At a time when the European Union is pushing ahead with what has been called the “right to be forgotten,” Internet portal Yahoo Japan Corp. said Friday it is considering creating a new policy on the removal of search results.
If the nation’s most popular Internet portal adopts new policies regarding online references to individuals, the broader industry may follow suit.
Currently Yahoo Japan in principle refuses to respond to requests to remove search results except for certain cases involving past crimes. Instead, it has deferred to court decisions on the grounds that one company alone cannot decide what society should and should not have access to, a Yahoo Japan executive said.
Yahoo Japan said that on Tuesday it will form a panel of experts, including scholars and lawyers, to discuss specifically what kinds of appeals should be considered for the removal of search data, balancing the protection of privacy and the right to know. It hopes to come up with a new policy by March.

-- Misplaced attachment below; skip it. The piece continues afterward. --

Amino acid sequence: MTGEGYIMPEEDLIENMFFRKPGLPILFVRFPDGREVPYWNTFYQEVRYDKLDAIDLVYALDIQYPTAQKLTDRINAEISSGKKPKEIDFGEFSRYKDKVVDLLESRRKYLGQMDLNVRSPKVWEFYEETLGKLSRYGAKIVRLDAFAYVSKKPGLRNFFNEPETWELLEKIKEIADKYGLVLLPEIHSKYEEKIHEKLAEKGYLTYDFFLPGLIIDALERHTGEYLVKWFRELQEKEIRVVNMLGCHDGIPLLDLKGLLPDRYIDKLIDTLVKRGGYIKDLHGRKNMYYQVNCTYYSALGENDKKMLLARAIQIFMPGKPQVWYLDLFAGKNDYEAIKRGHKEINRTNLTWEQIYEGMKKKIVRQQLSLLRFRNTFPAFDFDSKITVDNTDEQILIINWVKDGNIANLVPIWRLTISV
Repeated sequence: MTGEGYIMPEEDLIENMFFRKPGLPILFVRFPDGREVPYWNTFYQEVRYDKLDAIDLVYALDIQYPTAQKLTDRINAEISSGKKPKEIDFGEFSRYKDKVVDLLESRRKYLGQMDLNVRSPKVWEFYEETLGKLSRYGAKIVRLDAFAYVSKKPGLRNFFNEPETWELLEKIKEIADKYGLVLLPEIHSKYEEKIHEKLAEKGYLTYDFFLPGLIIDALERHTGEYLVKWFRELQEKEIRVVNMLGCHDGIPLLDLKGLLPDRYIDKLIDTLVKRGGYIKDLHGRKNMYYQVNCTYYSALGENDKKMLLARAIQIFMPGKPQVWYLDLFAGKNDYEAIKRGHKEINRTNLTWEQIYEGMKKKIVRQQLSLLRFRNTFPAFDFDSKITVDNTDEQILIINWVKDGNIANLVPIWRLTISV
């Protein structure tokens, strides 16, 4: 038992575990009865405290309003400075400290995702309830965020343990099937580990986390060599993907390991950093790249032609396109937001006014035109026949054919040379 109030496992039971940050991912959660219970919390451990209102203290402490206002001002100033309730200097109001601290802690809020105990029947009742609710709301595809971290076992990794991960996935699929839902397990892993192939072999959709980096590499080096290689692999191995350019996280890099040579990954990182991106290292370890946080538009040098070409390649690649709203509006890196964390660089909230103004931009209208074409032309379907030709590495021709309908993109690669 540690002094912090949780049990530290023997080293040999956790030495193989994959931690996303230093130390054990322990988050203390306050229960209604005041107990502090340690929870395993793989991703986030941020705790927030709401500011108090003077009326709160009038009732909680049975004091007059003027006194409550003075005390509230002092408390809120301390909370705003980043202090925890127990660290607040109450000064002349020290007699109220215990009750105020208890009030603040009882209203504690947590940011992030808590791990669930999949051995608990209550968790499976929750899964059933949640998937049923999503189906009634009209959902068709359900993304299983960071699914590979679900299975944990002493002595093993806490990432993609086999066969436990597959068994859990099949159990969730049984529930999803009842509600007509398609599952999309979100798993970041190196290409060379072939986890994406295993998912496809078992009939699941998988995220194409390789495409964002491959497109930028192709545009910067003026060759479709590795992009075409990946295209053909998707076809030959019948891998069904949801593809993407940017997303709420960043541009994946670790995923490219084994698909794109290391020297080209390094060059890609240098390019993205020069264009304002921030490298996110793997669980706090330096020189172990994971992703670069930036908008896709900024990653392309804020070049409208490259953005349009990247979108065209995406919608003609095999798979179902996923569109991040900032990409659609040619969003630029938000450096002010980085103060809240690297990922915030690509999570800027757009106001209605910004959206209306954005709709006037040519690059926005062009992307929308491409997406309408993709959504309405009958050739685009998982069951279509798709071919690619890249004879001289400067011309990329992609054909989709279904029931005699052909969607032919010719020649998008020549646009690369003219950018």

Yahoo Japan’s move reflects growing attention both at home and abroad toward the erasure of search results linking to online records or allegations that an individual affected does not wish to be seen.
In May, the Court of Justice of the European Union ordered Google Inc. to delist personal data relating to a Spanish man from its search results. Google accepted the ruling, and also set up a website through which users in Europe can submit requests to remove personal data.
Google has asked a committee of experts to compile a standard policy for Europe, as the company believes some data, including crime-related data and information about government officials’ public duties, should remain available to all, according to the report.
The Tokyo District Court last month ordered Google to remove search results that revealed the name of a man who argued his privacy had been infringed upon due to online allegations that he had been involved in a crime. It was likely a legal first for Japan, the man’s lawyer said.
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